ECO Charts – Looking Good is Not Good Enough – What Will Bernanke Say?
May 18, 2010 4:02 pm
While there was some good news out regarding the housing market over the past few days. Though it is still a long way away from healed. But, it is becoming increasing clear that there is little to no inflation in the economy, at least for now.
Food pricing continues to decline and there is obviously slack in the economy. That shoul dhave helped to rally equities as this is right where Mr. Bernanke wants to see the numbers so that he can continue his “extended period” party. From these PPI numbers, tomorrow’s Fed minutes will be surely show no change to those comments or direction from the FED.
But, even though there are some silver linings in many of the recent economic and earnings reports, it is no match for the ever decreasing Euro.
From Briefing.com this morning:
A Reversal in Energy and Food Costs Drive Producer Prices Lower
As expected, the foot was taken off the accelerator as producer prices switched gears into reverse. Prices fell 0.1% in April after increasing 0.7% in March. The median estimate called for prices to increase 0.1%.
The move down was precipitated by drops in both energy and food costs.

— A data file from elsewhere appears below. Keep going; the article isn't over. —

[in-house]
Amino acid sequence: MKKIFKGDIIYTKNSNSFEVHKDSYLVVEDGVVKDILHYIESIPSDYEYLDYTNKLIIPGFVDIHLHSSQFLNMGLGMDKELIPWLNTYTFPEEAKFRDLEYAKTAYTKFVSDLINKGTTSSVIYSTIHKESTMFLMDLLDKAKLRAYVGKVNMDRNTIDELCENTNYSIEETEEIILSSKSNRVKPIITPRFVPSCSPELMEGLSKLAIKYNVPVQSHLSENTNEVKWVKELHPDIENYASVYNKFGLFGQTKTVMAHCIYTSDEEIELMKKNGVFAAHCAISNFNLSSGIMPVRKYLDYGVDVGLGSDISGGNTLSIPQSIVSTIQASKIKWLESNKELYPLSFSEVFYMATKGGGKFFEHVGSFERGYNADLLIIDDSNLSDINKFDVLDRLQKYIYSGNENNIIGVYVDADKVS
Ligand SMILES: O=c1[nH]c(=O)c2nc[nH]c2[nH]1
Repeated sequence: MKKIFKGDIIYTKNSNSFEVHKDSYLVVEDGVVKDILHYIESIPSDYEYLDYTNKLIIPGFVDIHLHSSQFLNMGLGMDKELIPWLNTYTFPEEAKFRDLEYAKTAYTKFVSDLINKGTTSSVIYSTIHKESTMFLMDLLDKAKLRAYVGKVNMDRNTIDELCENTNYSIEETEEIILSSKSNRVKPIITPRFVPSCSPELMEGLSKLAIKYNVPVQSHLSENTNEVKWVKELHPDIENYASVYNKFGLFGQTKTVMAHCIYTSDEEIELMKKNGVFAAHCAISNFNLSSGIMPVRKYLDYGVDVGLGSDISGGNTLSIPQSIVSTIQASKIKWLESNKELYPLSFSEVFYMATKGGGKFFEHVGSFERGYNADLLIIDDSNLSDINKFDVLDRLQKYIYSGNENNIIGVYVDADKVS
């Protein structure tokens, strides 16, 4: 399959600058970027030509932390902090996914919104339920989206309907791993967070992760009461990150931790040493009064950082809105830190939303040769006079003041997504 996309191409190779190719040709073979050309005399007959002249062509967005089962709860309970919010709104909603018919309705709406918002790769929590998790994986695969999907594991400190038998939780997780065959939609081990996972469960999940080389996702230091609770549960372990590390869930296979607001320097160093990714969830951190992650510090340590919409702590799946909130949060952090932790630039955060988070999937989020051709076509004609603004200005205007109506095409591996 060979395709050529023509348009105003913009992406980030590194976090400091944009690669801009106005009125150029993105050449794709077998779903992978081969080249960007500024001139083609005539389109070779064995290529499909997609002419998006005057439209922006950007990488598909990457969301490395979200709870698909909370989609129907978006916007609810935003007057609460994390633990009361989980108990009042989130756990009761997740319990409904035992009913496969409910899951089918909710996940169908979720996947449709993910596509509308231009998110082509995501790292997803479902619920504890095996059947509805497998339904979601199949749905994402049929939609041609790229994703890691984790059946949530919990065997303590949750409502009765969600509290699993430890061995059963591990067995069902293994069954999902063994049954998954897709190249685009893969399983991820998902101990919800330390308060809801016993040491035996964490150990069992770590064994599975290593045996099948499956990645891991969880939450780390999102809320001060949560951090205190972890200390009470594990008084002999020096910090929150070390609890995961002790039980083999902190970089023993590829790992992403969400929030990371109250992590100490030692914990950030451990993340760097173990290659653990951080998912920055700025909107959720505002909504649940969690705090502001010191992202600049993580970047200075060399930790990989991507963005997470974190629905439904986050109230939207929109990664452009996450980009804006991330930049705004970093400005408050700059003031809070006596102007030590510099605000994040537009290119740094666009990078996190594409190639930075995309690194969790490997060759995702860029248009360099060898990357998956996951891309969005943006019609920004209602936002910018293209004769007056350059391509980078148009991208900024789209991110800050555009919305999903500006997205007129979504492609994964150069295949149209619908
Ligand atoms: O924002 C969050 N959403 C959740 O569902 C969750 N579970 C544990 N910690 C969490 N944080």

The decline in food prices was expected. In March, severe weather conditions drove fresh and dry vegetable prices up 49.3% and the finished consumer foods index up 2.4%. As conditions eased and other harvests were collected in April, vegetable prices declined 10.2%. Further, an oversupply of fresh eggs resulted in egg prices declining 16.4%. In total, consumer food prices declined 0.2%.
Unlike food prices, the 0.8% drop in energy costs was unexpected. In April, the spot oil price rose 2.4% to $83.80 per barrel while gasoline prices increased 2.5% to $2.91 per gallon. The gains in energy prices were accounted for in the unadjusted index as finished energy prices rose 1.3. After statistical adjustments were made, prices showed a negative comparison to the prior month.
Outside of food and energy, producer prices rose 0.2%, slightly higher than the expected 0.1% increase. The move was due to a 0.2% increase in capital equipment as consumer goods excluding food fell 0.2%.
Inflationary pressures down the pipeline remain slightly worrisome. Core intermediate prices increased 1.1%, the largest monthly gain since a 2.0% increase in July 2008. Core crude prices rose 4.0%, down from 6.0% growth in March but still well above stable inflationary levels.
Producers have remained cautious about passing through higher supplier prices to the consumer. Until producers feel more comfortable charging consumers more money, profit margin potential will remain curtailed.
(Click on each chart to enlarge)